Lots of visitors to Canada will be exposed to Inuit art (Eskimo art) sculptures while exploring the nation. These are the spectacular handmade sculptures sculpted from stone by the Inuit artists living in the northern Arctic areas of Canada. While in some of the major Canadian cities (Toronto, Vancouver, Montreal, Ottawa, and Quebec City) or other traveler areas popular with worldwide visitors such as Banff, Inuit sculptures will be seen at numerous retail shops and displayed at some museums. Since Inuit art has been getting a growing number of worldwide exposure, people might be seeing this Canadian art form at museums and galleries situated outside Canada too. As a result, it will be natural for many tourists and art collectors to choose that they want to purchase Inuit sculptures as nice mementos for their houses or as really unique gifts for others. Assuming that the objective is to obtain an genuine piece of Inuit art instead of a cheap tourist imitation, the concern occurs on how does one tell apart the real thing from the fakes?
It would be quite frustrating to bring home a piece just to find out later that it isn't authentic or even made in Canada. If one is lucky enough to be traveling in the Canadian Arctic where the Inuit live and make their terrific artwork, then it can be securely presumed that any Inuit art piece bought from a local northern store or directly from an Inuit carver would be authentic. One would have to be more careful elsewhere in Canada, particularly in traveler areas where all sorts of other Canadian mementos such as tee shirts, hockey jerseys, postcards, key chains, maple syrup, and other Native Canadian arts are offered.
The best places to buy Inuit sculptures to ensure authenticity are always the reliable galleries that concentrate on Canadian Inuit art and Eskimo art. A few of these galleries have advertisements in the city tour guide found in hotels.
Reliable Inuit art galleries are also listed in Inuit Art Quarterly publication which is devoted totally to Inuit art. When one walks into these galleries, one will see that there will be just Inuit art and perhaps Native art but none of the other normal traveler mementos such as postcards or tee shirts . The Inuit sculpture may be signed by the carver either in English or Inuit syllabics however not all genuine pieces are signed.
Some of these Inuit art galleries likewise have sites so you could shop and purchase genuine Inuit art sculpture from house anywhere in the world. In addition to these street retail specialty galleries, there are now trusted online galleries that also specialize in genuine Inuit art.
Some tourist shops do carry authentic Inuit art in addition to the other touristy souvenirs in order to accommodate all types of travelers. When shopping at these types of shops, it is possible to differentiate the that site real pieces from the reproductions. Genuine Inuit sculpture is carved from stone and therefore ought to have some weight or mass to it. Stone is also cold to the touch. A recreation made of plastic or resin from a mold will be much lighter in weight and will not be cold to the touch. A reproduction will often have a company name on it such as Wolf Originals or Boma and will never include an artist's signature. An authentic Inuit sculpture is a one of a kind piece of art work and absolutely nothing else on the store shelves will look exactly like it. The piece is not genuine if there are duplicates of a certain piece with precise information. If a piece looks too perfect in detail with absolute straight bottoms or sides, it is probably not real. Of course, if a piece includes a sticker indicating that is was made in an Asian nation, then it is clearly a fake. There will likewise be a huge rate difference in between authentic pieces and the replicas.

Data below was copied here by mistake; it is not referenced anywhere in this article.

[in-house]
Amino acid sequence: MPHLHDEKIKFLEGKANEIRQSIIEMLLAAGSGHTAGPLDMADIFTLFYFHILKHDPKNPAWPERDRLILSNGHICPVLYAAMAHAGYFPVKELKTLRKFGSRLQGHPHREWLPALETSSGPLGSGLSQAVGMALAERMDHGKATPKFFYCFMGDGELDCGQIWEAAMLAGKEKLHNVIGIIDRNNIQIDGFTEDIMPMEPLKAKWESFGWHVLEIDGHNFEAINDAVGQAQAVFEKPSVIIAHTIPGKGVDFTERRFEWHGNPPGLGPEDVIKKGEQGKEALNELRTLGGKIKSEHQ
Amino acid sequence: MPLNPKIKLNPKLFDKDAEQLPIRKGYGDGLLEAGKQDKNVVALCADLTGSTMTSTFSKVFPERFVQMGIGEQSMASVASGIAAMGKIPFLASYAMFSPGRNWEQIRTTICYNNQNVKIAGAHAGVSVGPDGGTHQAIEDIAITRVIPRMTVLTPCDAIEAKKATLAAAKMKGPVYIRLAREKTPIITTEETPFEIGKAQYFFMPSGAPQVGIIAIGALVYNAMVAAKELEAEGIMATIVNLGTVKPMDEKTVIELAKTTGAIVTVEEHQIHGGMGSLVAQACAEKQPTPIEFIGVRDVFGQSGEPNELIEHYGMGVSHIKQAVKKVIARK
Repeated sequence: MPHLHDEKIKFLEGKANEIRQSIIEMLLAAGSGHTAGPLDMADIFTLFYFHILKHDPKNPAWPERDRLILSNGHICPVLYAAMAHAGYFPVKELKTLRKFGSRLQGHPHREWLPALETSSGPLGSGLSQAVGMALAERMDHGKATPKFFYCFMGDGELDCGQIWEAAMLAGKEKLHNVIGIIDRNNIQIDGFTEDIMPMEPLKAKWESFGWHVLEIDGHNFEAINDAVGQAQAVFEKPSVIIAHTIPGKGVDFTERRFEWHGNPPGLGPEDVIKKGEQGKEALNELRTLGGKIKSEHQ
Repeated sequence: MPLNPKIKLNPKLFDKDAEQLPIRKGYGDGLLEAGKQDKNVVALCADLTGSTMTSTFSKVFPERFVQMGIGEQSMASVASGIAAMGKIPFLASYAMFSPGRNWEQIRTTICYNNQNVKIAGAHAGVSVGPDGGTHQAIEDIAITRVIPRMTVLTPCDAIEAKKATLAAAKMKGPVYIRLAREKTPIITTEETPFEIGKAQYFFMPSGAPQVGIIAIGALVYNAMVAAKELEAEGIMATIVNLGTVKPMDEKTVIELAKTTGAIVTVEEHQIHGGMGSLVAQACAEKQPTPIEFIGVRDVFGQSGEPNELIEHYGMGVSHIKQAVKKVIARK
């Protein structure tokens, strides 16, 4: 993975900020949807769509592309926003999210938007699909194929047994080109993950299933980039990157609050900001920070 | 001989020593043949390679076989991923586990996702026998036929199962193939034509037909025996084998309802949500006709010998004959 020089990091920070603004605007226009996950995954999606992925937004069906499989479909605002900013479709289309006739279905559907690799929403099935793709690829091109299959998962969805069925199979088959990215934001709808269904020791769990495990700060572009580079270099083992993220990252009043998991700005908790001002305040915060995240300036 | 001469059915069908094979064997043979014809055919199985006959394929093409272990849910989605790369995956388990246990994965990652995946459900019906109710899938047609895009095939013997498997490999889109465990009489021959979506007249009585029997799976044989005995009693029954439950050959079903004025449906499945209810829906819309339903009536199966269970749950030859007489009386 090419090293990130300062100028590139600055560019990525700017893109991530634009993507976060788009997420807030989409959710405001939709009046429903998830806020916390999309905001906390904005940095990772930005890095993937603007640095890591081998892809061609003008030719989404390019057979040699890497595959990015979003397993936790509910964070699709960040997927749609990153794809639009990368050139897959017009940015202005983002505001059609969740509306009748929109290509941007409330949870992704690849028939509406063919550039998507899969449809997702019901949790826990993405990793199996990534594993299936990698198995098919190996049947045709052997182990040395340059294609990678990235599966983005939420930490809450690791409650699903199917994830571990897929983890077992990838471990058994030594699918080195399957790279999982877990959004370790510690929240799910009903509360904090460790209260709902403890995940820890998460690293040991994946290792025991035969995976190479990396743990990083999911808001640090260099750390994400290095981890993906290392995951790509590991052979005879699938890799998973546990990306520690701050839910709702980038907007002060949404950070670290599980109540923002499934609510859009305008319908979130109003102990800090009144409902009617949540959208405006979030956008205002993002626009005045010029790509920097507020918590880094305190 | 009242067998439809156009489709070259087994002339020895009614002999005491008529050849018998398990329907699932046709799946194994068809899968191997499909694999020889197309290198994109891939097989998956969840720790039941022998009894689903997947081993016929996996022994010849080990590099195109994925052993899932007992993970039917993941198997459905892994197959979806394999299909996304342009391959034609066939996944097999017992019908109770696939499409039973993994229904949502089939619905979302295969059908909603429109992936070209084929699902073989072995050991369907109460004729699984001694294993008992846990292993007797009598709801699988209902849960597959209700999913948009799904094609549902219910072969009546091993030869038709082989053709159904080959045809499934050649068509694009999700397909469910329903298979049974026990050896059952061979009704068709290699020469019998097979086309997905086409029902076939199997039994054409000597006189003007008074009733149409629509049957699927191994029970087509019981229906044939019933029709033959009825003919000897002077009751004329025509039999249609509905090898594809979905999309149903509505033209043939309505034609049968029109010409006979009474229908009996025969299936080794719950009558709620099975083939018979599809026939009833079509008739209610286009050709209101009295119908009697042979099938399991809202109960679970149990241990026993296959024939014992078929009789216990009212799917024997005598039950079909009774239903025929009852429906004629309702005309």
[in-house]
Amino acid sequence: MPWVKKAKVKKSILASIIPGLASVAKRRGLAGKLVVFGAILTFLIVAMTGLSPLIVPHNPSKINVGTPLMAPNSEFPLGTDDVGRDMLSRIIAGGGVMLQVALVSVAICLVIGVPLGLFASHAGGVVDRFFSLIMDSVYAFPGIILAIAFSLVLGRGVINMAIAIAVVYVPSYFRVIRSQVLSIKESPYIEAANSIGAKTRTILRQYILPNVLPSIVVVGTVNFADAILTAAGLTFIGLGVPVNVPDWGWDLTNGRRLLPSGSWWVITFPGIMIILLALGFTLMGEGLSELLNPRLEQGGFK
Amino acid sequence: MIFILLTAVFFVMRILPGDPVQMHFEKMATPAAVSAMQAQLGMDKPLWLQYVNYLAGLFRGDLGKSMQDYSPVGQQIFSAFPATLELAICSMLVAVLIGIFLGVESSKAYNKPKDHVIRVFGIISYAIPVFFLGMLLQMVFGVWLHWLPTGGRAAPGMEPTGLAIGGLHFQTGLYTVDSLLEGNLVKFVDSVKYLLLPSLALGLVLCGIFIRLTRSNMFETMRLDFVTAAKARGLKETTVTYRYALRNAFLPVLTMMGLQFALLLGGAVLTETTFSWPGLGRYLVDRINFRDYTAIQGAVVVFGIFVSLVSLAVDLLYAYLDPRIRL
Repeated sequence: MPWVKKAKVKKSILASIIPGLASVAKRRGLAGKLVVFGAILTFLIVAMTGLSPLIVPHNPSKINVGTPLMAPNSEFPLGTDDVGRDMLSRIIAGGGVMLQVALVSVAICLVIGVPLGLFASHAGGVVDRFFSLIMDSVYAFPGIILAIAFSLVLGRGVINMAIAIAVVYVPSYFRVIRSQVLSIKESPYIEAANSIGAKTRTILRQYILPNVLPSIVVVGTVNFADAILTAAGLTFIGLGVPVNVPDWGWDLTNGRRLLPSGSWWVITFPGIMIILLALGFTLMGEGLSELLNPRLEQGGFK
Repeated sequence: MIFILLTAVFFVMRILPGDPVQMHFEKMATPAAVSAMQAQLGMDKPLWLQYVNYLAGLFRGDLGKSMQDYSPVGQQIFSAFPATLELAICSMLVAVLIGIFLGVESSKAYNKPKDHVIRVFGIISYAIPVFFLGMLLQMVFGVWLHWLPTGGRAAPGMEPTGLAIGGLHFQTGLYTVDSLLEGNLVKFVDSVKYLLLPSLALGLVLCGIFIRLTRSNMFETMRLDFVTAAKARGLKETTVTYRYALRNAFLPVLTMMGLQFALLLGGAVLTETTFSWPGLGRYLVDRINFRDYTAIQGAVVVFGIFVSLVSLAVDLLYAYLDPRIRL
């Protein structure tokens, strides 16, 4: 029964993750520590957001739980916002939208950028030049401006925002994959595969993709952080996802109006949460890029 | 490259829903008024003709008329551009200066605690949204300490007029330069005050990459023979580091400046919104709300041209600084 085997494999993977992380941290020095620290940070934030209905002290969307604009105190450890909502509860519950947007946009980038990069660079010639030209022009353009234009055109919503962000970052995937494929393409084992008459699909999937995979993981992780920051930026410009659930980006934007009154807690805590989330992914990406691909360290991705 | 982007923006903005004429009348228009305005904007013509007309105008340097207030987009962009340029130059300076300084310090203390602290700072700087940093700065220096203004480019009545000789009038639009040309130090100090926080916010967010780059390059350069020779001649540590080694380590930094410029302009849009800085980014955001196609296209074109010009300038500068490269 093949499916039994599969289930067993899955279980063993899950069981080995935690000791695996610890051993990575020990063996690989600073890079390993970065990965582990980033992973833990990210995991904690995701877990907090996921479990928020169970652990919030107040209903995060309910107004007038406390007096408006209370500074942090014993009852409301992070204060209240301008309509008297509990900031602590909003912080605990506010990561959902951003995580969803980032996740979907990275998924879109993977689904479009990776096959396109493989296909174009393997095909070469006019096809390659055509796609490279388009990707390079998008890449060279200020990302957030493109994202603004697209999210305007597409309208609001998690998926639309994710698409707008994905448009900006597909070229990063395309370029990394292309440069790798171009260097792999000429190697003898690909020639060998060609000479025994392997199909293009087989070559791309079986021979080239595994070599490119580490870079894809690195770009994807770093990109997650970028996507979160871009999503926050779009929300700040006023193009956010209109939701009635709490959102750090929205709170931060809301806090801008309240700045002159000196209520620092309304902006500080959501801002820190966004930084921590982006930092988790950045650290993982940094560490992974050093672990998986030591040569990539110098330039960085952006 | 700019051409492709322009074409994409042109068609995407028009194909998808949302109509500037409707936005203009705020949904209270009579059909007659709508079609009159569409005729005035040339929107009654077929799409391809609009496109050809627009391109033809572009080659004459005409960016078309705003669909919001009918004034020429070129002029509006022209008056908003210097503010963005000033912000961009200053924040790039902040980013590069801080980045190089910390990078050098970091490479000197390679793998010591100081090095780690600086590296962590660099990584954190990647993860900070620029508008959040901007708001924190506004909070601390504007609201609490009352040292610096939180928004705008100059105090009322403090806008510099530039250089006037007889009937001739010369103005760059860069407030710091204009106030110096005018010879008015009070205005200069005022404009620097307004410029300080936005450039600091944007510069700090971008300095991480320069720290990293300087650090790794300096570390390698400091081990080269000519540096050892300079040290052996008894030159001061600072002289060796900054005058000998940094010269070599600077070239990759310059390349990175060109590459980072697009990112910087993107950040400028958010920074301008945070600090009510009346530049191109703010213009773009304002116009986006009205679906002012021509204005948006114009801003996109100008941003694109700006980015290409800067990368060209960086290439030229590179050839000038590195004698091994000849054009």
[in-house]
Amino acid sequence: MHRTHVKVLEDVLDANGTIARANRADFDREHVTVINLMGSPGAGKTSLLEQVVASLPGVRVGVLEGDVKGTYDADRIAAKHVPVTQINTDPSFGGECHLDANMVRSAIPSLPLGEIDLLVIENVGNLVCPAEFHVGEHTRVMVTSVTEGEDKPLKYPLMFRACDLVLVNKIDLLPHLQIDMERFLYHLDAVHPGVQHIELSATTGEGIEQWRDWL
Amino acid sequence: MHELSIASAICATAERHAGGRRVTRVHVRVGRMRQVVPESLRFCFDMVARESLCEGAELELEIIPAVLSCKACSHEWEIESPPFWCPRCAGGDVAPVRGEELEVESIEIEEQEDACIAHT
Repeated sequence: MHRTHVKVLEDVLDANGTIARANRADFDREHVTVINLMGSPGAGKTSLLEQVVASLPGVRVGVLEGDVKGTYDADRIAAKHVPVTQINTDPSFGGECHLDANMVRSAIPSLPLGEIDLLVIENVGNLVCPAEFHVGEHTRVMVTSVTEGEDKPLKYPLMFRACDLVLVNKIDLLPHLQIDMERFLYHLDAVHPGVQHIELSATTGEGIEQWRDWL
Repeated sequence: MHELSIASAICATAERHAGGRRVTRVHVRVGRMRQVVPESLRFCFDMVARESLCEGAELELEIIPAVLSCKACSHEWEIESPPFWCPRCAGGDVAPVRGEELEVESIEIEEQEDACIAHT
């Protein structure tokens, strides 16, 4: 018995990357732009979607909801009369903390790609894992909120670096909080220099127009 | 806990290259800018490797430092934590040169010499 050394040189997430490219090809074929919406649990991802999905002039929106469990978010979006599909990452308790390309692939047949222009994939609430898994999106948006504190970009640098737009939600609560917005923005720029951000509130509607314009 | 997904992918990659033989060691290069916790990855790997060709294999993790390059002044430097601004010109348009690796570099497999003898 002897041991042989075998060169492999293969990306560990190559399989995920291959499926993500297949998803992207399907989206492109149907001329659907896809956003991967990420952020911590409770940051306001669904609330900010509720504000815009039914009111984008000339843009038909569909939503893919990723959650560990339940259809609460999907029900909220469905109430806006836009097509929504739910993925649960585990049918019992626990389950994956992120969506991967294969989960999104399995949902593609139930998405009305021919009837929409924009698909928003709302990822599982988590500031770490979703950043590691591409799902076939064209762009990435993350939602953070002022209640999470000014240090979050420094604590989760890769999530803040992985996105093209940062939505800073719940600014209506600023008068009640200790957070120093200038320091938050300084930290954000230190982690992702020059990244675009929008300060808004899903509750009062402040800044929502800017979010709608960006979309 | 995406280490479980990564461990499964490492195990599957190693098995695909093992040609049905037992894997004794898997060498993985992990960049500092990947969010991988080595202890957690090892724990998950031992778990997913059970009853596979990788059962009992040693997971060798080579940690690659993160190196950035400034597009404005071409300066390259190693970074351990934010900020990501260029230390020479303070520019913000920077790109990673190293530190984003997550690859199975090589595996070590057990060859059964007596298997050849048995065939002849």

This can be a genuine gray location to those unfamiliar with genuine Inuit art. If a seller declares that such as piece is authentic, ask to see the official Igloo tag that comes with it which will have information on the artist, location where it was made and the year it was carved. The authentic pieces with the accompanying official Igloo tags will always be the highest priced and are typically kept in a different ( maybe even locked) shelf within the store.
Given that Inuit art has been getting more and more global exposure, people may be seeing this Canadian fine art type at galleries and museums situated outside Canada too. If one is fortunate enough to be taking a trip in the Canadian Arctic where the Inuit live and make their wonderful art work, then it can be safely assumed that any Inuit art piece acquired from a local northern shop or directly from an Inuit carver would be authentic. Reputable Inuit art galleries are also noted in Inuit Art Quarterly publication which is dedicated totally to Inuit art. The Inuit sculpture may be signed by the carver either in English or Inuit syllabics however not all genuine pieces are signed. Some of these Inuit art galleries also have sites so you might go shopping and purchase authentic Inuit art sculpture from home anywhere in the world.